Rickettsia akari is a species of Rickettsia which causes rickettsialpox.

<i>Rickettsia conorii</i> species of prokaryote

Rickettsia conorii is a Gram-negative, obligate intracellular bacterium of the genus Rickettsia that causes human disease called Boutonneuse fever, Mediterranean spotted fever, Israeli tick typhus, Astrakhan spotted fever, Kenya tick typhus, Indian tick typhus, or other names that designate the locality of occurrence while having distinct clinical features. It is a member of the spotted fever group and the most geographically dispersed species in the group, recognized in most of the regions bordering on the Mediterranean Sea and Black Sea, Israel, Kenya, and other parts of North, Central, and South Africa, and India. The prevailing vector is the brown dog tick, Rhipicephalus sanguineus. The bacterium was isolated by Emile Brumpt in 1932 and named after A. Conor who, in collaboration with A. Bruch, provided the first description of boutonneuse fever in Tunisia in 1910.

Leptotrombidium is a genus of mites in the family Trombiculidae, that are able to infect humans with scrub typhus through their bite. The larval form feeds on rodents, but also occasionally humans and other large mammals. They are related to the harvest mites of the North America and Europe.

African tick bite fever spotted fever that has material basis in Rickettsia africae, which is transmitted by ticks

African tick bite fever (ATBF) is a bacterial infection spread by the bite of a tick. Symptoms may include fever, headache, muscles pains, and a rash. At the site of the bite there is typically a red skin sore with a dark center. Onset usually occur 4–10 days after the bite. Complications are rare, however may include joint inflammation. Some people do not develop symptoms.

North Asian tick typhus, also known as Siberian tick typhus, is a condition characterized by a maculopapular rash.

Flinders Island spotted fever is a condition characterized by a rash in approximately 85% of cases.

Flying squirrel typhus is a condition characterized by a rash of early macules, and, later, maculopapules.

Rickettsia helvetica, previously known as the Swiss Agent, is a bacterium found in Dermacentor reticulatus and other ticks which has been implicated as a suspected but unconfirmed human pathogen. First recognized in 1979 in Ixodes ricinus ticks in Switzerland as a new member of the spotted fever group of Rickettsia, the Rickettsia helvetica bacterium was eventually isolated in 1993. Although R. helvetica was initially thought to be harmless in humans and many animal species, some individual case reports suggest that it may be capable of causing a non-specific fever in humans. In 1997 a man living in eastern France seroconverted to Rickettsia 4 weeks after onset of an unexplained febrile illness. In 2010, a case report indicated that tick-borne R. helvetica can also cause meningitis in humans.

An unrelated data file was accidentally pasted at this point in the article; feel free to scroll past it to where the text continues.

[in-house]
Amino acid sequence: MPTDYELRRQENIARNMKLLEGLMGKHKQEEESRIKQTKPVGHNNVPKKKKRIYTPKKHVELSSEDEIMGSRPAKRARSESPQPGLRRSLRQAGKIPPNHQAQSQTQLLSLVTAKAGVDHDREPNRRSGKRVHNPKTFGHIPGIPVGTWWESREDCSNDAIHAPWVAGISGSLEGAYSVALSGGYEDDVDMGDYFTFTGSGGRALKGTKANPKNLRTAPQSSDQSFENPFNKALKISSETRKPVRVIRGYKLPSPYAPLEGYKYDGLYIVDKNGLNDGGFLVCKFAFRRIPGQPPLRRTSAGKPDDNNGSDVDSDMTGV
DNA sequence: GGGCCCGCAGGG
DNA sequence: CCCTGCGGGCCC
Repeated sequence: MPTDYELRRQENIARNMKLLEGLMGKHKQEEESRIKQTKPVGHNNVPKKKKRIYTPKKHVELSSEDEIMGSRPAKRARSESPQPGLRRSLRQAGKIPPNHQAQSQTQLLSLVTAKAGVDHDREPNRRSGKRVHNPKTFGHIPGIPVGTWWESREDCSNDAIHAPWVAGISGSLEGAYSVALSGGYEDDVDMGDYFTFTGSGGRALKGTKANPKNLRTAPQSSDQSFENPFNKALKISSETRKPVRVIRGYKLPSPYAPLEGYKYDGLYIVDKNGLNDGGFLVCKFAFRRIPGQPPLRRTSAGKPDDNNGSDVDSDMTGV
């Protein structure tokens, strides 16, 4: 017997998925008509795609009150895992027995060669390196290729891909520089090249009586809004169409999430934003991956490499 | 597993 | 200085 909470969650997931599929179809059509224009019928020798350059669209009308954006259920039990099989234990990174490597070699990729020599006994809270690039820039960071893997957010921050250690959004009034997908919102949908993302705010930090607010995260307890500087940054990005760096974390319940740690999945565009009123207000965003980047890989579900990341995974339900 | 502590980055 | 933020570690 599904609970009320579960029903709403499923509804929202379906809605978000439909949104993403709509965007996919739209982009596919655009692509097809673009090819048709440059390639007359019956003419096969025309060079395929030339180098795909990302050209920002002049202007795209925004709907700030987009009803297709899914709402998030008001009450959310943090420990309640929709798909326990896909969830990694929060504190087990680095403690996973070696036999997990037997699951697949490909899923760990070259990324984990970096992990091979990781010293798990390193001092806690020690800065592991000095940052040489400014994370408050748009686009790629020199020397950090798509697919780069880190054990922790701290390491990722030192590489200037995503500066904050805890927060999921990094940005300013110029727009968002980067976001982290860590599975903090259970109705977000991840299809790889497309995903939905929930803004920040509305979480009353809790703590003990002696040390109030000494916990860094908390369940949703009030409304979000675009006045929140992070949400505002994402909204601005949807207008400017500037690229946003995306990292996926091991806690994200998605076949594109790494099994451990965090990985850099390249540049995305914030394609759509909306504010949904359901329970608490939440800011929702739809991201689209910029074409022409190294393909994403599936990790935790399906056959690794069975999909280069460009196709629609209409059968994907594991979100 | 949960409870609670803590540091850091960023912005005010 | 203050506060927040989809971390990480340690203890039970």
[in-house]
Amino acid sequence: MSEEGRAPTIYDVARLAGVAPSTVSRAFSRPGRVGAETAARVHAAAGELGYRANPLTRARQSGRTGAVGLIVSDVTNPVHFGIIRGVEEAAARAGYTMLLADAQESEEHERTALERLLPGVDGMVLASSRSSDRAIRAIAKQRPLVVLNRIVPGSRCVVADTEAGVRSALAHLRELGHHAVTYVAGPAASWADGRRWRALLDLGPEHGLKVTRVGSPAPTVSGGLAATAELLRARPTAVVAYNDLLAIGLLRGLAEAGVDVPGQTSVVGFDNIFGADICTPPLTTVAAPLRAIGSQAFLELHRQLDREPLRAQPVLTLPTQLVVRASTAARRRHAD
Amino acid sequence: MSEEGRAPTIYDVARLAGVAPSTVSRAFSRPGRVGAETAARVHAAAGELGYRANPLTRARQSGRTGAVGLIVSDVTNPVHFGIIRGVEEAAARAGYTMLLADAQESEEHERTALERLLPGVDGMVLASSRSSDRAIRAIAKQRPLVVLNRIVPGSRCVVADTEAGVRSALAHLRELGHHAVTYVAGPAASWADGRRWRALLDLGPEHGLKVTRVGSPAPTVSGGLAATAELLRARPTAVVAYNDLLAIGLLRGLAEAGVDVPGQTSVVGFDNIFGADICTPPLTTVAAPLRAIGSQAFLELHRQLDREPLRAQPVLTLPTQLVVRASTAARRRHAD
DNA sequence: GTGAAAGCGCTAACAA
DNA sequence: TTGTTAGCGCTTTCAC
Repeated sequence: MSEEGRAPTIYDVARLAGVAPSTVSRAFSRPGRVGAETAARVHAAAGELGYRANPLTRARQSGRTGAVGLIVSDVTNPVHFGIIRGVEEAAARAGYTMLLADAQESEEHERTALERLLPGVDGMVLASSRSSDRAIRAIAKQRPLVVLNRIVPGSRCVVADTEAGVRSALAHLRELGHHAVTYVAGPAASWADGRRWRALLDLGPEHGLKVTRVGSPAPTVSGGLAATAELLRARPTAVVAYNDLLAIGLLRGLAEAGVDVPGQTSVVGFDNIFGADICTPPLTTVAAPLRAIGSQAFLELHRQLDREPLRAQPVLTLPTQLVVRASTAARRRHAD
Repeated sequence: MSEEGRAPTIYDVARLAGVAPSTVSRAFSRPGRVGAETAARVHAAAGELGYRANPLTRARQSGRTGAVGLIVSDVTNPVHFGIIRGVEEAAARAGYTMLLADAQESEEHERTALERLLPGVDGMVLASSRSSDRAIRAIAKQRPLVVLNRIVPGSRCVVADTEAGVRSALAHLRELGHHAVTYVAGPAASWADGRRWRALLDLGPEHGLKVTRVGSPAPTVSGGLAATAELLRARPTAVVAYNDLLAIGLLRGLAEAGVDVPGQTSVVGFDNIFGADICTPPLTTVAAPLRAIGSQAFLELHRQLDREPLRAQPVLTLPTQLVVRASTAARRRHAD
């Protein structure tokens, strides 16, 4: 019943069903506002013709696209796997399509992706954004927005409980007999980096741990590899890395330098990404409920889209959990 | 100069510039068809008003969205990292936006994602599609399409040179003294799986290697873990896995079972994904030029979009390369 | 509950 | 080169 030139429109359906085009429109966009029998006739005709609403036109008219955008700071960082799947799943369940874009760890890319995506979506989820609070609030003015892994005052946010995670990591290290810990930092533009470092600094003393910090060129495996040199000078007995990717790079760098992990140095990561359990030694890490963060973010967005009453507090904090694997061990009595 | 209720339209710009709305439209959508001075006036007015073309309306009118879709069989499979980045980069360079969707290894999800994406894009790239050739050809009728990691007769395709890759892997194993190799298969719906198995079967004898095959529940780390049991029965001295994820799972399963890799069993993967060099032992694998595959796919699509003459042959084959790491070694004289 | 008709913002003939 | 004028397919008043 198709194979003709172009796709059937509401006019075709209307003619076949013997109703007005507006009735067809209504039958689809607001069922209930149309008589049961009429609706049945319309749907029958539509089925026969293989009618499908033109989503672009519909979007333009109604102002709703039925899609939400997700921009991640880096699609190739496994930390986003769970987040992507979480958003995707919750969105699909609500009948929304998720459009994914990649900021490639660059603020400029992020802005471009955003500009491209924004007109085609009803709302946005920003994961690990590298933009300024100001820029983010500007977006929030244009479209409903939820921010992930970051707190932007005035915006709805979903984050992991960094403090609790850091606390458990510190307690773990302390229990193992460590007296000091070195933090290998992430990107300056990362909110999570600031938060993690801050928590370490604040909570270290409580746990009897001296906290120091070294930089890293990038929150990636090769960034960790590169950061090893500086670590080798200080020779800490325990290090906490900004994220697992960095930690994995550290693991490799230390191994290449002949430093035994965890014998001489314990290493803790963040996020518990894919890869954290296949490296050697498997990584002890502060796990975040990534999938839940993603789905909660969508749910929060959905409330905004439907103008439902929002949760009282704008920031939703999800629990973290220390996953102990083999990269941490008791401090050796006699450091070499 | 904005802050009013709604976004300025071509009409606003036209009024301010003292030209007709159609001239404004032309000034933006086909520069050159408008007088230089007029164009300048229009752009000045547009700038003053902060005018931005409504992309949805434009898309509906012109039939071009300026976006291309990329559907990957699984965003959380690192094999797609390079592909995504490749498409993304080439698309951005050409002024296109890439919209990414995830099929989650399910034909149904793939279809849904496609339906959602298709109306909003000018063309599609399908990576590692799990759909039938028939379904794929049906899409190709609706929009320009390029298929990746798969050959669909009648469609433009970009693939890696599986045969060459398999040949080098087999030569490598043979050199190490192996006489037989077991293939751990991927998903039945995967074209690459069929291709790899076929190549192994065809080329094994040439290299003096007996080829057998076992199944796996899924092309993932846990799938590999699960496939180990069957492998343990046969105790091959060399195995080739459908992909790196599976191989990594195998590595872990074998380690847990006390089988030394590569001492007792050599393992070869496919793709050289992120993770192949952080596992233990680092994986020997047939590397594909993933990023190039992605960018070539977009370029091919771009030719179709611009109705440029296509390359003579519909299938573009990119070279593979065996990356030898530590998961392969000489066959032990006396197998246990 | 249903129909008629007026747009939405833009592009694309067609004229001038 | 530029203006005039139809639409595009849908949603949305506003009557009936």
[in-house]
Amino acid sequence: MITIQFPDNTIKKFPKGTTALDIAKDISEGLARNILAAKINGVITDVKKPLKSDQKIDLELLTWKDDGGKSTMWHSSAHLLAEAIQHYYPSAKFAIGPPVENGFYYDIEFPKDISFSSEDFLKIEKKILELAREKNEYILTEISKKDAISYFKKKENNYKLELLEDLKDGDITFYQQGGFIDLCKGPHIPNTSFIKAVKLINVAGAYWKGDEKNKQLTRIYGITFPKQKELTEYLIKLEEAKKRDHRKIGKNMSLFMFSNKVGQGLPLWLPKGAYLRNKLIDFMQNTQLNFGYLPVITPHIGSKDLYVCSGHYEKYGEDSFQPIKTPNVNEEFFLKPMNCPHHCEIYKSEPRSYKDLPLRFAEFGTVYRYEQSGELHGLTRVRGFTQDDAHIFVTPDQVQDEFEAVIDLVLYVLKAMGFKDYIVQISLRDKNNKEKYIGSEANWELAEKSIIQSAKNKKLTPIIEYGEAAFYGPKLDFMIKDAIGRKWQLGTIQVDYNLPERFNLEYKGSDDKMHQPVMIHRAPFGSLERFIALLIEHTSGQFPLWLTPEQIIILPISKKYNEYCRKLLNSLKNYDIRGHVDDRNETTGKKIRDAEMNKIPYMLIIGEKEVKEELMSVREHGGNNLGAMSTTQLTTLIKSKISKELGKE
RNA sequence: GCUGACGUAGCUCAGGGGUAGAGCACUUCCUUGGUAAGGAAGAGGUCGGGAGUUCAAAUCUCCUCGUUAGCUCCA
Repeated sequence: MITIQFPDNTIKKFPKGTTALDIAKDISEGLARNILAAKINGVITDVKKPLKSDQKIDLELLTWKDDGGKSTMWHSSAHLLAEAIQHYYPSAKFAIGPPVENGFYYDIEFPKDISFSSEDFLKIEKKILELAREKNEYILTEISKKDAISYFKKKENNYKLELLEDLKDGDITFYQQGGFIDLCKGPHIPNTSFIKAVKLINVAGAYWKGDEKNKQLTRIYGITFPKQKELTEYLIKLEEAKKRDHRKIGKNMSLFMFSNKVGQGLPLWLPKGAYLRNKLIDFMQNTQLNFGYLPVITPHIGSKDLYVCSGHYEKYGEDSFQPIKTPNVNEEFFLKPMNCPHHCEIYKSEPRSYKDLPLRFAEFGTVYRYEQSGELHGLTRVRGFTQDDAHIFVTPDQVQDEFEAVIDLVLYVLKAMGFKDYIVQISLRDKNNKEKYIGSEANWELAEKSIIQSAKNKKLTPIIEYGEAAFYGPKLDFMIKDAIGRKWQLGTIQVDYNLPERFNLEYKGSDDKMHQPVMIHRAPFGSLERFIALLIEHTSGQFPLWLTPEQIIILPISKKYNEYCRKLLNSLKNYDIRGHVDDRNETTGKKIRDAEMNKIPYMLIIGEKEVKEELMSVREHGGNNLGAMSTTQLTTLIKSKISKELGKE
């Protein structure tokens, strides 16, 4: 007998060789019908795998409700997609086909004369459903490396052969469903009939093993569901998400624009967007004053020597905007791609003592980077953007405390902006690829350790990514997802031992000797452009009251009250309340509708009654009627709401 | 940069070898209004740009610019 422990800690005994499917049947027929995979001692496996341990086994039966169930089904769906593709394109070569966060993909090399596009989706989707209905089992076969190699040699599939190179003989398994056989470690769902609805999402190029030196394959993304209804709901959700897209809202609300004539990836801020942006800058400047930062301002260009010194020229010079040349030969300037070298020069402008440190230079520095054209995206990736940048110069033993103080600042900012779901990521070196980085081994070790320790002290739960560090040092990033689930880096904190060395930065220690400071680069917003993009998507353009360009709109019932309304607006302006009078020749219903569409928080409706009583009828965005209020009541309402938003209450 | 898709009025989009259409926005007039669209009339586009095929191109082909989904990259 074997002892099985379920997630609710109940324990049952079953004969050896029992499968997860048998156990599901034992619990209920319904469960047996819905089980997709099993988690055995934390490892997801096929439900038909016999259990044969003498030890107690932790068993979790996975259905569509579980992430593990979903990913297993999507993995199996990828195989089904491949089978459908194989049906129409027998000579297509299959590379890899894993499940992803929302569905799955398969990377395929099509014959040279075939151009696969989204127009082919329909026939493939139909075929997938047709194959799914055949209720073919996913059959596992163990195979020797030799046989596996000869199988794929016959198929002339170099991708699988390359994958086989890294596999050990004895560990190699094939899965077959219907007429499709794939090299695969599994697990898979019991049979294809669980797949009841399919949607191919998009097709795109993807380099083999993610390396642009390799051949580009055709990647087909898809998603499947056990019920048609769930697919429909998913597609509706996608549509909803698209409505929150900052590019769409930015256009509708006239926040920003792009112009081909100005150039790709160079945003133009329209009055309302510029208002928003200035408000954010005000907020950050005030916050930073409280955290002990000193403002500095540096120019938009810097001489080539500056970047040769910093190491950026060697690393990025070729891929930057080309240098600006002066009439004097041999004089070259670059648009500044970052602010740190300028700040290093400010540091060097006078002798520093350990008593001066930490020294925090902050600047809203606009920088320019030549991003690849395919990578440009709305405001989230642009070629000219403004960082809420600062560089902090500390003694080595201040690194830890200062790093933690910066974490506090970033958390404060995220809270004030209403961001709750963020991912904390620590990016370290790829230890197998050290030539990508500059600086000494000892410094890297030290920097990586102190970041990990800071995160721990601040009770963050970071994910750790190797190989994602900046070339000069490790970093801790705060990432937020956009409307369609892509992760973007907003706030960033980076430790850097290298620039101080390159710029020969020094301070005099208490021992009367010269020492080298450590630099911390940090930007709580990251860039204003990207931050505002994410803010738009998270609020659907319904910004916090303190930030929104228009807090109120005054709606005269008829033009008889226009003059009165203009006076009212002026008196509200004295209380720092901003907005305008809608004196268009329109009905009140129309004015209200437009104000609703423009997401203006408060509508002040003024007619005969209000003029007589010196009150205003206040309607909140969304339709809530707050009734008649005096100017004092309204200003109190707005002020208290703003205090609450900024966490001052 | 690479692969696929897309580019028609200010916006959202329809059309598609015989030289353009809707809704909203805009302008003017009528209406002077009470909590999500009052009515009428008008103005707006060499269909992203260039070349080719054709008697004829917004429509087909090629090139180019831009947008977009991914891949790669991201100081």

Didier Raoult is a French biologist. He holds MD and Ph.D. degrees and specializes in infectious diseases.

Rickettsia felis is a species of bacterium, the pathogen that causes cat-flea typhus in humans. In cats the disease is known as flea-borne spotted fever. Rickettsia felis also is regarded as the causative organism of many cases of illnesses generally classed as fevers of unknown origin in humans in Africa.

Rickettsia honei is a species of Rickettsia.

<i>Rickettsia sibirica</i> species of prokaryote

Rickettsia sibirica is a species of Rickettsia. This bacterium is the etiologic agent of North Asian tick typhus, which is also known as Siberian tick typhus. The ticks that transmit it are primarily various species of Dermacentor and Haemaphysalis.

Rickettsia japonica is a species of Rickettsia. It can cause Japanese spotted fever.

Rickettsia heilongjiangensis is a species of gram negative Alphaproteobacteria, within the spotted fever group, being carried by ticks. It is pathogenic.

References

  1. Choi YJ, Jang WJ, Ryu JS, et al. (February 2005). "Spotted fever group and typhus group rickettsioses in humans, South Korea". Emerging Infect. Dis. 11 (2): 237–44. doi:10.3201/eid1102.040603. PMC   3320442 . PMID   15752441.
  2. Raoult D, Roux V (October 1997). "Rickettsioses as paradigms of new or emerging infectious diseases". Clin. Microbiol. Rev. 10 (4): 694–719. PMC   172941 . PMID   9336669.
  3. Paddock CD, Finley RW, Wright CS, et al. (November 2008). "Rickettsia parkeri rickettsiosis and its clinical distinction from Rocky Mountain spotted fever". Clin. Infect. Dis. 47 (9): 1188–96. doi:10.1086/592254. PMID   18808353.
  4. Parola P, Paddock CD, Raoult D (October 2005). "Tick-Borne Rickettsioses around the World: Emerging Diseases Challenging Old Concepts". Clin. Microbiol. Rev. 18 (4): 719–56. doi:10.1128/CMR.18.4.719-756.2005. PMC   1265907 . PMID   16223955.
  5. Unsworth NB, Stenos J, Faa AG, Graves SR (July 2007). "Three Rickettsioses, Darnley Island, Australia". Emerging Infect. Dis. 13 (7): 1105–7. doi:10.3201/eid1307.050088. PMC   2878210 . PMID   18214193.
  6. Angelakis, Emmanouil; Richet, Hervé; Rolain, Jean-Marc; La Scola, Bernard; Raoult, Didier (2012). "Comparison of real-time quantitative PCR and culture for the diagnosis of emerging Rickettsioses". PLoS Neglected Tropical Diseases. 6 (3): e1540. doi:10.1371/journal.pntd.0001540. ISSN   1935-2735. PMC   3295807 . PMID   22413026.
  7. Giulieri, Stefano; Jaton, Katia; Cometta, Alain; Trellu, Laurence T.; Greub, Gilbert (February 2012). "Development of a duplex real-time PCR for the detection of Rickettsia spp. and typhus group rickettsia in clinical samples". FEMS Immunology and Medical Microbiology. 64 (1): 92–97. doi:10.1111/j.1574-695X.2011.00910.x. ISSN   1574-695X. PMID   22098502.
  8. "eMedicine - Rickettsial Infection : Article by Mobeen H Rathore".